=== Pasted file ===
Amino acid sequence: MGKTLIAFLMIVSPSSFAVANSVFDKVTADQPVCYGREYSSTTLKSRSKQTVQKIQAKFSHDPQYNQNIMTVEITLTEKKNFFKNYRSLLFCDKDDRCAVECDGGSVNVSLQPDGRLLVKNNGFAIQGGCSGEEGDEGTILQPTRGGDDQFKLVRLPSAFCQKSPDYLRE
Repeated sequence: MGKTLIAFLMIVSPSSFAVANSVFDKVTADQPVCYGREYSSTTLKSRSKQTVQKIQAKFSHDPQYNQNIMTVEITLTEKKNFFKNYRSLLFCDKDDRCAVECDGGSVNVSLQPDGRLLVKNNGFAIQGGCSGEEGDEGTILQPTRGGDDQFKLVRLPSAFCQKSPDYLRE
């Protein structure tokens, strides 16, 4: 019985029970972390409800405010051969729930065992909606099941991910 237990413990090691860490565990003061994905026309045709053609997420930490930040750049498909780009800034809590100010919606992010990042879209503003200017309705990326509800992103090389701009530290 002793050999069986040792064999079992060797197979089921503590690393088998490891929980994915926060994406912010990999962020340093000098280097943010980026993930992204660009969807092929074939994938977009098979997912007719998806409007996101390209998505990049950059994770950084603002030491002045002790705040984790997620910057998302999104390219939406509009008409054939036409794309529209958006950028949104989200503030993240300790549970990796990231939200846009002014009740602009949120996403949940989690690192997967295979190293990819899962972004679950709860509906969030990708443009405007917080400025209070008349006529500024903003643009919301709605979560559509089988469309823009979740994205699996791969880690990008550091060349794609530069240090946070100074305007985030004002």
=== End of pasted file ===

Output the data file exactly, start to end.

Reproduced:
Amino acid sequence: MGKTLIAFLMIVSPSSFAVANSVFDKVTADQPVCYGREYSSTTLKSRSKQTVQKIQAKFSHDPQYNQNIMTVEITLTEKKNFFKNYRSLLFCDKDDRCAVECDGGSVNVSLQPDGRLLVKNNGFAIQGGCSGEEGDEGTILQPTRGGDDQFKLVRLPSAFCQKSPDYLRE
Repeated sequence: MGKTLIAFLMIVSPSSFAVANSVFDKVTADQPVCYGREYSSTTLKSRSKQTVQKIQAKFSHDPQYNQNIMTVEITLTEKKNFFKNYRSLLFCDKDDRCAVECDGGSVNVSLQPDGRLLVKNNGFAIQGGCSGEEGDEGTILQPTRGGDDQFKLVRLPSAFCQKSPDYLRE
């Protein structure tokens, strides 16, 4: 019985029970972390409800405010051969729930065992909606099941991910 237990413990090691860490565990003061994905026309045709053609997420930490930040750049498909780009800034809590100010919606992010990042879209503003200017309705990326509800992103090389701009530290 002793050999069986040792064999079992060797197979089921503590690393088998490891929980994915926060994406912010990999962020340093000098280097943010980026993930992204660009969807092929074939994938977009098979997912007719998806409007996101390209998505990049950059994770950084603002030491002045002790705040984790997620910057998302999104390219939406509009008409054939036409794309529209958006950028949104989200503030993240300790549970990796990231939200846009002014009740602009949120996403949940989690690192997967295979190293990819899962972004679950709860509906969030990708443009405007917080400025209070008349006529500024903003643009919301709605979560559509089988469309823009979740994205699996791969880690990008550091060349794609530069240090946070100074305007985030004002």